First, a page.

For a long time, I didn’t do any sort of revising. I felt that the immediate pen-to-paper moment was the most important thing. If it didn’t come out right, then it was a song that wasn’t meant to be. I still feel that way sometimes, but now I’ve made more of an effort, like I said, of being more deliberate and saying, “Okay, I got this part right, but the rest of is not quite working. Let me go back to it.” I didn’t necessarily do that on this album– there’s a lot of first draft kind of stuff on the album– but generally as an artist, I am now giving songs the third and fourth chance.

Do you think music has the power to enact real social change?

Yeah, I think so, but it is a pretty long, long arc. I don’t think even the most influential artists are going to see that change in their lifetime. It takes a lot of concerted effort from a lot of different people, and I think artists are a part of that effort.

What’s the ideal outcome of releasing songs like that into the world, songs that are politically and socially charged? What’s your goal, if there is one?

The goal to me is the same as any song– to reach people who feel like they might be alone in their thinking. If you’re motivated to be better, to do better, or to just stay alive another day, then I think that’s a song that’s served its purpose.

Do you believe that there’s any truth to the idea that people make the best music during the worst political climates? I’m thinking of the punk movement that stood in opposition to Reagan in the 1980s…

Yeah, I agree with that. You can look back and say that because there’s a lot of great art and highly motivated people that come out of times of turmoil. It’s not really a pessimistic outlook. The reality is that great music came out of hard times, but also, there are so many people who are struggling too much, and they don’t even have the time and the luxury to create or even to think. Everybody needs a little motivation to commit to great work, but I don’t think it has to be a crisis.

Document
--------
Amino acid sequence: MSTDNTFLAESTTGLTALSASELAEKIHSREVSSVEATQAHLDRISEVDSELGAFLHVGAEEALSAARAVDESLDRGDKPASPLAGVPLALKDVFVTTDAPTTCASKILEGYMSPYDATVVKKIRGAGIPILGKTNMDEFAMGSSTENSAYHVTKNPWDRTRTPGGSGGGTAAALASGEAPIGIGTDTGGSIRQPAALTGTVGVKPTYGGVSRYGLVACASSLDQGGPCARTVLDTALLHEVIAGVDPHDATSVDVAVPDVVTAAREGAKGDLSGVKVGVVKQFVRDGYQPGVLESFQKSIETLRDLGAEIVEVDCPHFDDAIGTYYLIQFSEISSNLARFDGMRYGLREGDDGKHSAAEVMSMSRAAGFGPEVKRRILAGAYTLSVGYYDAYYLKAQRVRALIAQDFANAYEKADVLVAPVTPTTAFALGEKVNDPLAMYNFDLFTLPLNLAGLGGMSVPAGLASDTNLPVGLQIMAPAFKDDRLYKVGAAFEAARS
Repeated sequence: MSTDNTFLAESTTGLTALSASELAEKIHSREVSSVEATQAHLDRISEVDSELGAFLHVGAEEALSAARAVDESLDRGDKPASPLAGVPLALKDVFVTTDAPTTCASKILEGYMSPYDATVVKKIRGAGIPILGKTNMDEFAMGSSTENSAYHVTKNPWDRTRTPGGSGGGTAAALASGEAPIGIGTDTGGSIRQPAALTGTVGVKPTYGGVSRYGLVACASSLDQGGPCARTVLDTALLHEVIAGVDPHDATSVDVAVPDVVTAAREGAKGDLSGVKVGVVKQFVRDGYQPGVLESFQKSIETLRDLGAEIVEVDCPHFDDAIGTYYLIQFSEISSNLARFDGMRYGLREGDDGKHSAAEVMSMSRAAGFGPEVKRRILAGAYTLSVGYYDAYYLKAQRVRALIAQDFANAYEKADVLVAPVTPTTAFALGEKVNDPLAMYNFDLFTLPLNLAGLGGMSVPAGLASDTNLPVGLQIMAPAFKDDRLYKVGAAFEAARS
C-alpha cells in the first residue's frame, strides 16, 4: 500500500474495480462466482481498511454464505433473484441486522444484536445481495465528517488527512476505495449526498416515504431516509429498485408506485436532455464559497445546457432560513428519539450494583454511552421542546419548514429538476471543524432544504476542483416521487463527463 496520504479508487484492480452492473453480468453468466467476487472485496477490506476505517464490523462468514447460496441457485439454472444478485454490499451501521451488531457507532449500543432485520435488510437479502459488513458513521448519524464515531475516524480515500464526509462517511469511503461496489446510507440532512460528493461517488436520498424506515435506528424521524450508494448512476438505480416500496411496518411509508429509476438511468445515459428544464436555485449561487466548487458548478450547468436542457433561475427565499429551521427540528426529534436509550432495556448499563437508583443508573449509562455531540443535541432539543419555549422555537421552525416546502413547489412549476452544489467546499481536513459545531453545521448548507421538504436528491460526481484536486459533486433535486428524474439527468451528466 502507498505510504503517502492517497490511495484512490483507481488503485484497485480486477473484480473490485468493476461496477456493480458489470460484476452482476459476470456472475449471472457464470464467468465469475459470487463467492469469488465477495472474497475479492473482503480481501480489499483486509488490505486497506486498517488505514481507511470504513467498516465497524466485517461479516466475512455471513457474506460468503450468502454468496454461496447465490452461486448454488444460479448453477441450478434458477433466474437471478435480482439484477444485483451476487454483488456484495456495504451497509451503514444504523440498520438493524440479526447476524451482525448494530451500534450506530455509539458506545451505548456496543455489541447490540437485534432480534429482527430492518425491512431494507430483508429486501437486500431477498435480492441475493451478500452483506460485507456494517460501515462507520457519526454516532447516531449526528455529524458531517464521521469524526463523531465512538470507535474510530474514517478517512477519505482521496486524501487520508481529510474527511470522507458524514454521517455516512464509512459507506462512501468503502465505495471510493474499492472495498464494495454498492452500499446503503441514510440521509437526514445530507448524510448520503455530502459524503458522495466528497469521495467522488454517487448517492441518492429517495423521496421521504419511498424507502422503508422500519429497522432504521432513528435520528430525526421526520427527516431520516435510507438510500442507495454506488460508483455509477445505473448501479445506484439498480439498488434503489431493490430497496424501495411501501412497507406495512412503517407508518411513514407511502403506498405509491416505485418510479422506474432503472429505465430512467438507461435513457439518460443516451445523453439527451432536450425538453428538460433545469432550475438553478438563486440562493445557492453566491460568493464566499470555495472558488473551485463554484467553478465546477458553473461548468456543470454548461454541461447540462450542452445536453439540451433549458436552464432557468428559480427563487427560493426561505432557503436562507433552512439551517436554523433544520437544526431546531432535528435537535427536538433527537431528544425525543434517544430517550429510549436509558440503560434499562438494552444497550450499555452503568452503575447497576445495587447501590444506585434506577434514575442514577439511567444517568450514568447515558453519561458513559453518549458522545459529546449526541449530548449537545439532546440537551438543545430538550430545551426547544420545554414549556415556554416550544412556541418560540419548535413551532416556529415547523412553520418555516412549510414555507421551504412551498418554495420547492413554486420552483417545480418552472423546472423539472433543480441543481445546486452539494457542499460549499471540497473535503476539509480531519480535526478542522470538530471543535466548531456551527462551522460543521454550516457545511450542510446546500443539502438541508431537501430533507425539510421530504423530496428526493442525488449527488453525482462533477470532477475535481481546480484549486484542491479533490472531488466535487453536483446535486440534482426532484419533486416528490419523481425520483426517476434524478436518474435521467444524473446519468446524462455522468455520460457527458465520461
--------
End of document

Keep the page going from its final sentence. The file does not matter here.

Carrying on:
You have a background in punk, correct?

I sort of grew up aspiring to be… It was a sort of hardcore, punk, metal scene, and there was a pretty low ceiling. It was all about community and expression. There wasn’t a lot of commercial success to come out of it. And that’s the biggest takeaway I’ve had, still to this day– I don’t want to be rich and famous; I just want to make good art that connects with people. I think that’s the most important aspect of punk.

Do you think it’s easier to make that connection today with blues instead of punk?

I think in a way, yeah. It’s there because I was not there in the late ’70s and early ’80s, but I think there was a pretty obvious enemy. There always has been fighting against the music industry or whatever status quo may be for a particular act, but I think punk rock has changed so much that there’s less to fight about– not nothing, but less– and I think the blues is so rife with problems and structural issues and power imbalances, that there is so much to say, so much to lose, and so much to fight

What records or other art has taught you about empathy?

I guess I have to think about that for a second because, for a long time, I couldn’t really find movies that I liked because if you’re talking about Hollywood movies– where there’s not really empathy– you are supposed to root for the main character because “we” said so. That kind of narrative always turned me off.

That’s so true! The movies of my youth– the movies of the 1980s had distinct lines between the good guys and the bad guys. I don’t remember many anti-heroes from my youth. Those didn’t come until a bit later…

Yeah, definitely. And I think music and film have that in common, where you follow the narrator, and you take them at their word. One of my favorite books is A Clockwork Orange. It’s more prevalent in novels where you go through moments where you really dislike the main character. That was the thing– I’m still going to see this through because I am partially invested in this person, but I don’t necessarily like the decisions they’re making me.